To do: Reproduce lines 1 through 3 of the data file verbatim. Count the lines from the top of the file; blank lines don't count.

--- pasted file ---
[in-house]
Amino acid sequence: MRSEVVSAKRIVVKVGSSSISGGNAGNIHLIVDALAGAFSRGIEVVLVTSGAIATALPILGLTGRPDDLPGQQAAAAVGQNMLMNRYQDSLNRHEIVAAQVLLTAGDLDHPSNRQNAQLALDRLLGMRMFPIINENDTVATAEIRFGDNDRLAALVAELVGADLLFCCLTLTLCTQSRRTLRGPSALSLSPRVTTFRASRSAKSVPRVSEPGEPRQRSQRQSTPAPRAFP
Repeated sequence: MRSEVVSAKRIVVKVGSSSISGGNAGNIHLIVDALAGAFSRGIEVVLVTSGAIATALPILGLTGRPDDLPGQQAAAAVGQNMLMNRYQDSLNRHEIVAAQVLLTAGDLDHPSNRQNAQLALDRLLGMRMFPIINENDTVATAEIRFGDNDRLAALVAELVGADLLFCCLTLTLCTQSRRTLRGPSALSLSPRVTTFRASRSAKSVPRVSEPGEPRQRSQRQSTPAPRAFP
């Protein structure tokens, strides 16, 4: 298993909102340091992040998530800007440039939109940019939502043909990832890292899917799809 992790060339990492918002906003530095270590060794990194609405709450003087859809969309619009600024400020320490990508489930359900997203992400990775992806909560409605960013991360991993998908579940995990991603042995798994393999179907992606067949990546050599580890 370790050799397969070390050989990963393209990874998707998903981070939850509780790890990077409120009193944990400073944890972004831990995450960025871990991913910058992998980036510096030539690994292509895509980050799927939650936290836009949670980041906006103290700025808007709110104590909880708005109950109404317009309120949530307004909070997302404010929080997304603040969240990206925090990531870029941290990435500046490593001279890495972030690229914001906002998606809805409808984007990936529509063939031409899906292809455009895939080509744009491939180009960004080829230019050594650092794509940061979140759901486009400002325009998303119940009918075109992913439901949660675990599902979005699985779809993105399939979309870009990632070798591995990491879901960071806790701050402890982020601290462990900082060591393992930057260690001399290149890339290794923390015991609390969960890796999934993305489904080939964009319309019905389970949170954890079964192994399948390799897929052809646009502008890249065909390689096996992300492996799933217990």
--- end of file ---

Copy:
[in-house]
Amino acid sequence: MRSEVVSAKRIVVKVGSSSISGGNAGNIHLIVDALAGAFSRGIEVVLVTSGAIATALPILGLTGRPDDLPGQQAAAAVGQNMLMNRYQDSLNRHEIVAAQVLLTAGDLDHPSNRQNAQLALDRLLGMRMFPIINENDTVATAEIRFGDNDRLAALVAELVGADLLFCCLTLTLCTQSRRTLRGPSALSLSPRVTTFRASRSAKSVPRVSEPGEPRQRSQRQSTPAPRAFP
Repeated sequence: MRSEVVSAKRIVVKVGSSSISGGNAGNIHLIVDALAGAFSRGIEVVLVTSGAIATALPILGLTGRPDDLPGQQAAAAVGQNMLMNRYQDSLNRHEIVAAQVLLTAGDLDHPSNRQNAQLALDRLLGMRMFPIINENDTVATAEIRFGDNDRLAALVAELVGADLLFCCLTLTLCTQSRRTLRGPSALSLSPRVTTFRASRSAKSVPRVSEPGEPRQRSQRQSTPAPRAFP